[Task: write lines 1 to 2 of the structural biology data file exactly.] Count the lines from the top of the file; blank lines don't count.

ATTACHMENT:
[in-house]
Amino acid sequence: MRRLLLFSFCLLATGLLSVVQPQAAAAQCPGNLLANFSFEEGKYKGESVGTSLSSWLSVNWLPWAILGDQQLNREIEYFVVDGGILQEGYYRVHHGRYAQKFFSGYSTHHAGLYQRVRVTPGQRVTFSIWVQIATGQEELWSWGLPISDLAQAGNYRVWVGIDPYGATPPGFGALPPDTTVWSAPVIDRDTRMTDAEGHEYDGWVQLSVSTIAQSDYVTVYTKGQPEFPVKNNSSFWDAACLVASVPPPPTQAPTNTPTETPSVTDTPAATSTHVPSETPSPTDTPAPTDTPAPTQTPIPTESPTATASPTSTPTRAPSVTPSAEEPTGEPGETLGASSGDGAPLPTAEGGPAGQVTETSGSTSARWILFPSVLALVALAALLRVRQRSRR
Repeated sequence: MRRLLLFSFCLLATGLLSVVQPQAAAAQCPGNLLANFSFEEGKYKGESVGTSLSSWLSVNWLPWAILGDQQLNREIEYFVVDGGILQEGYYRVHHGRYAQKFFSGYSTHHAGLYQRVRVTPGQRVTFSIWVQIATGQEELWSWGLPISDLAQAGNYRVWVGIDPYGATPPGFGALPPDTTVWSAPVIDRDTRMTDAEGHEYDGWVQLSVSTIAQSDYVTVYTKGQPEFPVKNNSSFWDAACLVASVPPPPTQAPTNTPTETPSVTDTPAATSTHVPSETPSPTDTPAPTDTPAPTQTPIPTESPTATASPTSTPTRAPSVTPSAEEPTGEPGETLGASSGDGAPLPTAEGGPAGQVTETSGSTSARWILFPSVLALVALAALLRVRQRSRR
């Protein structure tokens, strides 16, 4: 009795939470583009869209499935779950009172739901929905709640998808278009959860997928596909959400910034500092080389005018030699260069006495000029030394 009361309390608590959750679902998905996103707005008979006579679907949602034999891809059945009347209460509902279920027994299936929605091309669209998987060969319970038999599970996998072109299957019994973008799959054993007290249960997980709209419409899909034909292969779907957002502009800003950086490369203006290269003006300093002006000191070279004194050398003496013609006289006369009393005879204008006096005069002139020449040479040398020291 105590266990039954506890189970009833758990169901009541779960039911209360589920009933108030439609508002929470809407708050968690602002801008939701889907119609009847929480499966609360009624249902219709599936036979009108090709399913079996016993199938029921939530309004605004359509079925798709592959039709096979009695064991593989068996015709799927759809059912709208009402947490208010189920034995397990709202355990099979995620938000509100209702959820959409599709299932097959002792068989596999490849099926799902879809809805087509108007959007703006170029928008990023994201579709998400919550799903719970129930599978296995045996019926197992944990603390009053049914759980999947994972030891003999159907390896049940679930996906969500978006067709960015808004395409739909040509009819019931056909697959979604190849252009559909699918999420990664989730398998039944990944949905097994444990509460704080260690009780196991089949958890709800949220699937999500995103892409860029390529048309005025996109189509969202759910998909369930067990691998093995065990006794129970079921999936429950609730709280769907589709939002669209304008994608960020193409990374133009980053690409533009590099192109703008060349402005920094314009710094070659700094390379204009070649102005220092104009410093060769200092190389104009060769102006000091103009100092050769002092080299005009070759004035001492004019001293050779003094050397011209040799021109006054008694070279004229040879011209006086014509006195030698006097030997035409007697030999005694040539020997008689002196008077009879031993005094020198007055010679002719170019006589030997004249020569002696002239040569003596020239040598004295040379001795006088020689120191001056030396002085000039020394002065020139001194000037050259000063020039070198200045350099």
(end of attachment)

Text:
[in-house]
Amino acid sequence: MRRLLLFSFCLLATGLLSVVQPQAAAAQCPGNLLANFSFEEGKYKGESVGTSLSSWLSVNWLPWAILGDQQLNREIEYFVVDGGILQEGYYRVHHGRYAQKFFSGYSTHHAGLYQRVRVTPGQRVTFSIWVQIATGQEELWSWGLPISDLAQAGNYRVWVGIDPYGATPPGFGALPPDTTVWSAPVIDRDTRMTDAEGHEYDGWVQLSVSTIAQSDYVTVYTKGQPEFPVKNNSSFWDAACLVASVPPPPTQAPTNTPTETPSVTDTPAATSTHVPSETPSPTDTPAPTDTPAPTQTPIPTESPTATASPTSTPTRAPSVTPSAEEPTGEPGETLGASSGDGAPLPTAEGGPAGQVTETSGSTSARWILFPSVLALVALAALLRVRQRSRR